374 F2d 86 Wagner v. United States

374 F.2d 86

Raymond John WAGNER, Appellant,
UNITED STATES of America, Appellee.

No. 20924.

United States Court of Appeals Ninth Circuit.

February 6, 1967.

Raymond John Wagner, in pro. per.

Manuel L. Real, U. S. Atty., Robert L. Brosio, Asst. U. S. Atty., Chief Crim. Div., Ronald S. Morrow, Asst. U. S. Atty., Los Angeles, Cal., for appellee.

Before BARNES and ELY, Circuit Judges, and PECKHAM, District Judge.



This appeal is from the denial, without a hearing, of relief sought under 28 U.S.C. § 2255.


In a jury trial, appellant had been convicted of armed robbery of a postmaster. 18 U.S.C. § 2114. Sentenced to a twenty-five year term of confinement, he appealed the judgment of conviction. The judgment was affirmed by our court. Wagner v. United States, 264 F.2d 524 (9th Cir. 1959).


The application which is the subject of this review was filed on October 25, 1965. On November 2, 1965, the District Court entered an order denying relief. In making this order the District Court was clearly correct. As grounds for his motion, appellant alleged generally, (1) that evidence produced in his original trial was insufficient to identify him as a participant in the offense, (2) that there was error in the admission of certain evidence, and (3) that there was error in the court's failure to require production of certain evidence. These same contentions had been presented by appellant and rejected by our court on the direct appeal from the judgment of conviction. Wagner v. United States, supra.


Following the denial of the motion on November 2, 1965, appellant thereafter, on December 20, 1965, filed that which is denominated "Motion for Reconsideration of Order Dismissing Petition to Vacate Pursuant to Title 28, U.S.C., Section 2255." In this motion appellant alleged, for the first time, that in the course of the original proceedings there was "illegal suppression of evidence favorable to his defense by the government in violation of the Fifth Amendment to the Constitution of the United States." The District Court construed this allegation, contrary to appellant's present contention as to its intent, as a reassertion of the same allegation made in the original motion as to lack of evidence to establish identification. The Motion for Reconsideration was denied on December 20, 1965.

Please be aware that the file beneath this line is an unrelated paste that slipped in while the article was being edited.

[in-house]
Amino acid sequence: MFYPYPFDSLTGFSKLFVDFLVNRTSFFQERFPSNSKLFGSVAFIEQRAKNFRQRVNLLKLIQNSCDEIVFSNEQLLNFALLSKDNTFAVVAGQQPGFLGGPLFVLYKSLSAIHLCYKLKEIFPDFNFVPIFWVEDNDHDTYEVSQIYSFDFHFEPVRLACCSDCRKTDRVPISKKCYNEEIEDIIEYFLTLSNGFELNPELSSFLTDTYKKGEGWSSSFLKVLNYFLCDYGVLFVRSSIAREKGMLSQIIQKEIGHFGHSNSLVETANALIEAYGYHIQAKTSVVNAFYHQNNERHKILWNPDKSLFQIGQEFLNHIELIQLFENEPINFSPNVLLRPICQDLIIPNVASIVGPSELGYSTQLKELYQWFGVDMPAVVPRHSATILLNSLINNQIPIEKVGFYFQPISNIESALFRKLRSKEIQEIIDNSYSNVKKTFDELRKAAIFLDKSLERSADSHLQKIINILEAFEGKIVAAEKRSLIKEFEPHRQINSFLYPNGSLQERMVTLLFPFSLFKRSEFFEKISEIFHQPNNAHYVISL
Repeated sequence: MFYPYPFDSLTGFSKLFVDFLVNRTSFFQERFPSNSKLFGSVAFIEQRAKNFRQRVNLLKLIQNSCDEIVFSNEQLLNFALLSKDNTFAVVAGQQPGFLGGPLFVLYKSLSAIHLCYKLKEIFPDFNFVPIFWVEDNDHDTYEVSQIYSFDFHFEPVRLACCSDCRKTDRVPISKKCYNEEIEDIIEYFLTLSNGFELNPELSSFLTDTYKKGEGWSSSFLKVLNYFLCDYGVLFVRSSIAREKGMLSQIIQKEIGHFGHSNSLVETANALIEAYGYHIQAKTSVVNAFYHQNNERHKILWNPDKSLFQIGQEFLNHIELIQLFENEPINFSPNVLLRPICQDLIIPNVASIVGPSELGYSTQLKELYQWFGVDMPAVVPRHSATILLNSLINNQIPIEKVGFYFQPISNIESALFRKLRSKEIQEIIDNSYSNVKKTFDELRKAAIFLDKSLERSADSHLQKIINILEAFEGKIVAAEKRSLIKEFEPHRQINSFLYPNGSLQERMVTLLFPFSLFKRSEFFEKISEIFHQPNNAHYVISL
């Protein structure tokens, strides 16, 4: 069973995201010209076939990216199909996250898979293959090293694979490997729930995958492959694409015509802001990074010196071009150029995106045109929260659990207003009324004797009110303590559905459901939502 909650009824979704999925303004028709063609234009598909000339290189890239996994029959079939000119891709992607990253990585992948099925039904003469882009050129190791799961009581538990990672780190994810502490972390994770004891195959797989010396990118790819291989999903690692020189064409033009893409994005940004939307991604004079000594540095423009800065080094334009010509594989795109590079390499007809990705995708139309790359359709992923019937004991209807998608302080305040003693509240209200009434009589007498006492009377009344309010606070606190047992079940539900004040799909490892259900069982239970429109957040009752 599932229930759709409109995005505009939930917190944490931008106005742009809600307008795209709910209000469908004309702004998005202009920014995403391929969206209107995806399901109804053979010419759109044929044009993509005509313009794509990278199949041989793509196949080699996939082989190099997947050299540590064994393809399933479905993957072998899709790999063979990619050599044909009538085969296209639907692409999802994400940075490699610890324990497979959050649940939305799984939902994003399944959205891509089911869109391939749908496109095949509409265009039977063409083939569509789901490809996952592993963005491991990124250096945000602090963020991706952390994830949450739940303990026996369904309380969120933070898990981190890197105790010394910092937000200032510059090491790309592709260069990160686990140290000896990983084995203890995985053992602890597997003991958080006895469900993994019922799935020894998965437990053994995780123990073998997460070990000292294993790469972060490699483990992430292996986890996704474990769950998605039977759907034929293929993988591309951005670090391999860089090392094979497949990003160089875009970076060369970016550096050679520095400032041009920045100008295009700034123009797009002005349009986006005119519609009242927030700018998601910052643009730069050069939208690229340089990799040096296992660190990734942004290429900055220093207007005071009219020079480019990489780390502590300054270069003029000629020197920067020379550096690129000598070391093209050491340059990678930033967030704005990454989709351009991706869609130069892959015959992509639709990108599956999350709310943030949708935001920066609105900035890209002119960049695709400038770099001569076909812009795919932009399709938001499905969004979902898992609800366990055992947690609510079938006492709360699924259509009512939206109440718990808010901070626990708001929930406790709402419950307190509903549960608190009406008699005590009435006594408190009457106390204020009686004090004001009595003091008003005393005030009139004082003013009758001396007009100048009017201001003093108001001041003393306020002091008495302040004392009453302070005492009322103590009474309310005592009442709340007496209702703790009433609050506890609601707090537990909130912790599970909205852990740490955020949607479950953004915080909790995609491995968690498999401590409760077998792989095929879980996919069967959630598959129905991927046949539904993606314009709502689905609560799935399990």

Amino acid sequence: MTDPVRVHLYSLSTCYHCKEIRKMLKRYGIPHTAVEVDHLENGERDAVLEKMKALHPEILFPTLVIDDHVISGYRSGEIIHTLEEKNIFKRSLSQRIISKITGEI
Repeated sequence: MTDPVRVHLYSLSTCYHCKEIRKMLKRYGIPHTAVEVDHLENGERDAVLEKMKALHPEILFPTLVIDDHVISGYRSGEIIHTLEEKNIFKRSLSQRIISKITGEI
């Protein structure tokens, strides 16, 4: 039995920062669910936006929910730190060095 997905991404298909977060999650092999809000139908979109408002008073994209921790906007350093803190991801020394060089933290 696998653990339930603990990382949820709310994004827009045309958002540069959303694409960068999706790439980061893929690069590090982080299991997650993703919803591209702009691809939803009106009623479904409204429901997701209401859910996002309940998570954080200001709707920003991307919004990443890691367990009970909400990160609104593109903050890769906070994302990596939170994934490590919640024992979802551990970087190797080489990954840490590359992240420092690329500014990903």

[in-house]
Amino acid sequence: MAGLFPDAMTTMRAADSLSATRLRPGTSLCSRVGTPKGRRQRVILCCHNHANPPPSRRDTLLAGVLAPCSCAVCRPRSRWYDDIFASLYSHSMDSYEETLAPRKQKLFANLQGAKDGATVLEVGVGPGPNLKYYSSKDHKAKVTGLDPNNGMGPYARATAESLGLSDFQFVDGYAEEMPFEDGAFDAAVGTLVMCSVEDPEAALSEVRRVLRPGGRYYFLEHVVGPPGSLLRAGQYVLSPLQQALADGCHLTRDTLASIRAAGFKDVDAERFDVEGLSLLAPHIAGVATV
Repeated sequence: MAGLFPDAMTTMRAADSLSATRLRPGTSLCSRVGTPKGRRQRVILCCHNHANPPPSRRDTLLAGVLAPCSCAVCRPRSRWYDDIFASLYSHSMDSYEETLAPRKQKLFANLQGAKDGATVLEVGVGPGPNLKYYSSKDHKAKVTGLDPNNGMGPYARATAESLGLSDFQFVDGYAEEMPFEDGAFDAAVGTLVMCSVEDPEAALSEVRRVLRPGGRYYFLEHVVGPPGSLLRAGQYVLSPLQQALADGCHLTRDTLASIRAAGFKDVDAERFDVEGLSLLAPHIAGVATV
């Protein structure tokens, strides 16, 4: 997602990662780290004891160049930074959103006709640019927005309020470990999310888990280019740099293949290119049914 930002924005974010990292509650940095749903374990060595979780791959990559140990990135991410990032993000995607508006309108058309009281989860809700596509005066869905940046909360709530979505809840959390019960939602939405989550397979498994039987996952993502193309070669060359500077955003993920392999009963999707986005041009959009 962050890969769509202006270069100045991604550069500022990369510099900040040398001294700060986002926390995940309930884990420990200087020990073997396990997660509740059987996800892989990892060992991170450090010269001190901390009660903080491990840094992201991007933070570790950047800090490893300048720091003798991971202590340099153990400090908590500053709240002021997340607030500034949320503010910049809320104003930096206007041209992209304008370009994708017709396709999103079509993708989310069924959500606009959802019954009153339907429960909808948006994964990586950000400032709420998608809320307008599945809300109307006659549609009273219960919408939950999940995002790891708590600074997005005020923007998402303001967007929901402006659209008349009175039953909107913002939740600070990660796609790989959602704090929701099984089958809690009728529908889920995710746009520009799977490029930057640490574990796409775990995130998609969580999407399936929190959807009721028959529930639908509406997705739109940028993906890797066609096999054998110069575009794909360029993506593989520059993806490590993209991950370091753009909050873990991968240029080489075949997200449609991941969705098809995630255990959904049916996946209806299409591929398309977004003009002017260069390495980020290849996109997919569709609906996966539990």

The appellee urges that appellant's Notice of Appeal was not filed until January 10, 1966, more than sixty days after the denial of the principal motion, and that, hence, we are without jurisdiction. Fed.R.Civ.P. 73(a). Appellant contends that his Notice of Appeal was mailed to the office of the Clerk of the District Court on December 27, 1965, and an affidavit of a prison official supports this representation. It is apparent that the Notice of Appeal, although received by the clerk within the prescribed sixty day period, was not accepted for filing until the filing fee of $5.00 was received by the clerk at a later date.


It has previously been established that "for the purpose of determining the timeliness of an appeal, the date upon which it was received by the clerk of the district court governs, without regard to whether the notice was accompanied by a filing fee." Pratti v. United States, 350 F.2d 290, 291 (9th Cir. 1965). This notwithstanding, we are convinced that the appeal is not well taken. If, as the District Court construed its allegations, the Motion for Reconsideration included no grounds additional to those alleged in the original motion, the denial of the Motion for Reconsideration was proper for the same reason which required the denial of the principal motion. Since the appellant himself called the second motion a "Motion for Reconsideration * * *," the District Court's interpretation of its allegations is understandable. There cannot be "reconsideration" of an issue which has not previously been considered. If appellant, as he now contends that he intended to do, desired to make a contention not previously advanced, he should have done so by a separate motion and not by one which, by its definition, embraced contentions already advanced and correctly rejected.


We therefore treat the appeal, although timely, as being from the order of November 2, 1965, the order denying the only independent motion which was before the court and which, as we have explained, was, with respect to the allegations to which it was directed, entirely proper.